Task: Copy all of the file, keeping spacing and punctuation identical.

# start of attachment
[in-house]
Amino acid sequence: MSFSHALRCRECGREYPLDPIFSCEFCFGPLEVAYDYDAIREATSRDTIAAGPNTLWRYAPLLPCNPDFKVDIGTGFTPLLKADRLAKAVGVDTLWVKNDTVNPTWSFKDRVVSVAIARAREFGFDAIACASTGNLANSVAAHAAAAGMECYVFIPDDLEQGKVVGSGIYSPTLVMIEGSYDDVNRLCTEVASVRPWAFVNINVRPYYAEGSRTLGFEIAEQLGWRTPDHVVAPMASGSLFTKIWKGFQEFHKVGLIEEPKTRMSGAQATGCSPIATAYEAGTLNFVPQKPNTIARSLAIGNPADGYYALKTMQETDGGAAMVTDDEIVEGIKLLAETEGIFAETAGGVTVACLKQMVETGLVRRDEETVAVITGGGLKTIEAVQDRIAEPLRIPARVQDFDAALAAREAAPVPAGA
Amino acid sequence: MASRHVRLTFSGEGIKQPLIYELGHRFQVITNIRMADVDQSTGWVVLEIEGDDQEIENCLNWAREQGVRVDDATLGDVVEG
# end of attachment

[in-house]
Amino acid sequence: MSFSHALRCRECGREYPLDPIFSCEFCFGPLEVAYDYDAIREATSRDTIAAGPNTLWRYAPLLPCNPDFKVDIGTGFTPLLKADRLAKAVGVDTLWVKNDTVNPTWSFKDRVVSVAIARAREFGFDAIACASTGNLANSVAAHAAAAGMECYVFIPDDLEQGKVVGSGIYSPTLVMIEGSYDDVNRLCTEVASVRPWAFVNINVRPYYAEGSRTLGFEIAEQLGWRTPDHVVAPMASGSLFTKIWKGFQEFHKVGLIEEPKTRMSGAQATGCSPIATAYEAGTLNFVPQKPNTIARSLAIGNPADGYYALKTMQETDGGAAMVTDDEIVEGIKLLAETEGIFAETAGGVTVACLKQMVETGLVRRDEETVAVITGGGLKTIEAVQDRIAEPLRIPARVQDFDAALAAREAAPVPAGA
Amino acid sequence: MASRHVRLTFSGEGIKQPLIYELGHRFQVITNIRMADVDQSTGWVVLEIEGDDQEIENCLNWAREQGVRVDDATLGDVVEG